If we aren’t the sort whoknows our thoughts or feelings, or how to ask for things? We can call someone, and end up waffling or changing subject, or even asking for what we DON’T want (we want to be listened to only, but go and ask for advice).
Afterwards we feel letdown. And we blame the other person. How could they not see what we need? Or understand us? We promise never to ask for help again. We don’t want to see that we are the one who has to make our needs clear, and ask for what we want.
If there was a genie who would never judge you, and you could ask for anything, what would it be?
Do you want to admit the crazy thoughts in your head?
Someone to listen to you rant and not interrupt or judge?
5. Challenge the idea that you are always rejected.
People are actually more likely to help than not. A study from Stanford University published in the Journal of Personality and Social Psychology found that people “underestimated by as much as 50% the likelihood that others would agree to a direct request for help”.
If we always get rejected by others, it can be because we are actually unconsciously pushing people to reject us. And it’s about learning to ask in a calm, open way instead of:
asking for help in a hostile, bossy way
prefacing our ask with negativity, such as, “I’m sure you don’t want to help, but…”
blaming them in our request “you never want to listen, but I need support”.
[**note that if you feel suicidal, or like you will hurt yourself or someone else, none of this applies. Reach out for help immediately. Call emergency services, a help line, or someone you trust.]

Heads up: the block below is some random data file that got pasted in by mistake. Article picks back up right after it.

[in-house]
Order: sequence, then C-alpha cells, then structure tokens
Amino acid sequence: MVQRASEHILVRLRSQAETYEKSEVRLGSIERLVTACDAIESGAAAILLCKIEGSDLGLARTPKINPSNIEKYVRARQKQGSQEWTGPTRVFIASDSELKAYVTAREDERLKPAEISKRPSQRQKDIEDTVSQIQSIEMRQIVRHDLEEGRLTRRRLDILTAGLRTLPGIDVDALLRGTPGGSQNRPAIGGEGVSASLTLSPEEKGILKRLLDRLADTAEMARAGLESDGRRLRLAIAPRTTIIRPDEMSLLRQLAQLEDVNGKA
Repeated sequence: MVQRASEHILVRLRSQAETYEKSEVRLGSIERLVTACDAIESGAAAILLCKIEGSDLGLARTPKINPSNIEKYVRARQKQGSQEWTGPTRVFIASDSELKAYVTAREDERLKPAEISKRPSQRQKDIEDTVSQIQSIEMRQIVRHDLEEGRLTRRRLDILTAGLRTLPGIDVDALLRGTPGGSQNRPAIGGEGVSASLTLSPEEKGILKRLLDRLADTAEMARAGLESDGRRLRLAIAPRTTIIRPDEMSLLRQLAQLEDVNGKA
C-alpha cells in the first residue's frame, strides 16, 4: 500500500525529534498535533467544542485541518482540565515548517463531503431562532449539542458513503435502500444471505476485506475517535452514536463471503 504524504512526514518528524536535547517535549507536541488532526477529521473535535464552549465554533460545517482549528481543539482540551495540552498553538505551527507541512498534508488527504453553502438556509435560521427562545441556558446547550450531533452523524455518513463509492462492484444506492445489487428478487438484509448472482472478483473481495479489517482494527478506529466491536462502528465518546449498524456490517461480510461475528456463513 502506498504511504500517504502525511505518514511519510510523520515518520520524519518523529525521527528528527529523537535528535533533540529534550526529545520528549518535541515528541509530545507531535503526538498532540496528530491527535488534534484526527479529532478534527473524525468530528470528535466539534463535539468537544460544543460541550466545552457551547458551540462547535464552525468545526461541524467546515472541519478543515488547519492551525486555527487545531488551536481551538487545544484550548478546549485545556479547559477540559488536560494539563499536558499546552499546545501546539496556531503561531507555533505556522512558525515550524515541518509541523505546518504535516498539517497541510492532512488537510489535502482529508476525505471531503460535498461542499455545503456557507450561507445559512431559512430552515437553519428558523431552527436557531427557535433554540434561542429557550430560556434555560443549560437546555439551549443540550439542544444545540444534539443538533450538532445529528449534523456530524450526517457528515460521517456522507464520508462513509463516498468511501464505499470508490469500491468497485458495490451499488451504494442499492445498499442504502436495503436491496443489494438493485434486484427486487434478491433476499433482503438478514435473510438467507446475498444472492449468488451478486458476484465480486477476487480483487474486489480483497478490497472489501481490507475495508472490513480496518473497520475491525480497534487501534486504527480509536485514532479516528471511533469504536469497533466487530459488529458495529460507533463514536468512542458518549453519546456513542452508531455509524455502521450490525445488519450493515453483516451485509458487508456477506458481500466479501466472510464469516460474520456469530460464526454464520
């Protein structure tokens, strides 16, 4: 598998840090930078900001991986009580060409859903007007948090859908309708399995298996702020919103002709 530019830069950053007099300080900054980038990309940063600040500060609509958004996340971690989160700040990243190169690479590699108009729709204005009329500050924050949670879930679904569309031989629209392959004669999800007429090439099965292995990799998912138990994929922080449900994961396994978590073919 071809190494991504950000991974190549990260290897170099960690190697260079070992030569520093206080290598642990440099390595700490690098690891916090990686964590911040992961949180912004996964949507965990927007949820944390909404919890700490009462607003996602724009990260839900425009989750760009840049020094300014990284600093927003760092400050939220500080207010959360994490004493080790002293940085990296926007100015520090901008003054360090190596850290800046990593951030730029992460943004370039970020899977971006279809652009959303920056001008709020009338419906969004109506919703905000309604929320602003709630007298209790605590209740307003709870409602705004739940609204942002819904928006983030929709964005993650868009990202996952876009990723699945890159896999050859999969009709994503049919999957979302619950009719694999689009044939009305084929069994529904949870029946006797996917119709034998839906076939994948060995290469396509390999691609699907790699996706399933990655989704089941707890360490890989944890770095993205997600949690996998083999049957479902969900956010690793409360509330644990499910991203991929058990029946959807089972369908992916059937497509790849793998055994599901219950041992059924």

3. If you feel afraid or nervous, keep going.
No matter how much you’ve prepared, if reaching out for support is new for you, you are going to feel uncomfortable and even afraid. And that’s okay.
It’s like the famous book by Susan Jeffers says… ‘feel the fear and do it anyway”. Or the embarrassment, or shame, or whatever it is.
4. Ask first.
If in the past reaching out for support has gone wrong, leaving you feeling rejected? It might be that you surprised someone at a bad time.
There is some wisdom to sending a text or email first. “Are you around to chat? I don’t need advice, I just need someone to hold the space as I rant about a bad experience I had this week. I’d really appreciate it.”
5. Don’t take it personally if someone says no.
People have lives. They might have had an emergency, or actually be busy like they said. Just ask when is a good time.
If they say they can’t be of assistance at this time, remember that they might be having their own difficulties at the moment. It probably isn’t personal.
If words aren’t coming out right, just be honest that it’s hard for you to ask for support. “Bear with me, reaching out for help is new for me.”
Then continue slowly, keeping sentences starting with ‘I’ (I feel/I want) and not veering into ‘you’ (are you really listening? You don’t really want to help, do you…). Note that the latter is blame, and it’s the easiest way to push someone away.
7. Be grateful.
Giving and receiving are two sides of the same coin. The other person gets to feel useful, to feel connected, to share advice. So you don’t have to end the conversation feeling embarrassed. Just say thank you, and offer your support in kind should they need it.
When in doubt, start with a stranger.
If you really can’t ask for support from someone you know, then don’t. There is nothing wrong with asking for help from strangers.
This can be a forum, although asking for help from others who are feeling unstable themselves isn’t always the best case scenario.
So better yet consider a help line. A trained volunteer who is happy to listen and is unbiased can be a great support (read our list of help lines in the UK).
Try, try again.
What if it doesn’t work out? Yes, it will feel bad. You might feel rejected and hopeless.
But it’s no proof of anything other than that you had a moment of bad luck, or caught someone at an unforeseen bad moment.
So let the thoughts that you are ‘beyond help’ or ‘nobody cares’ dance through your head all they want. Do not let it stop you from trying again.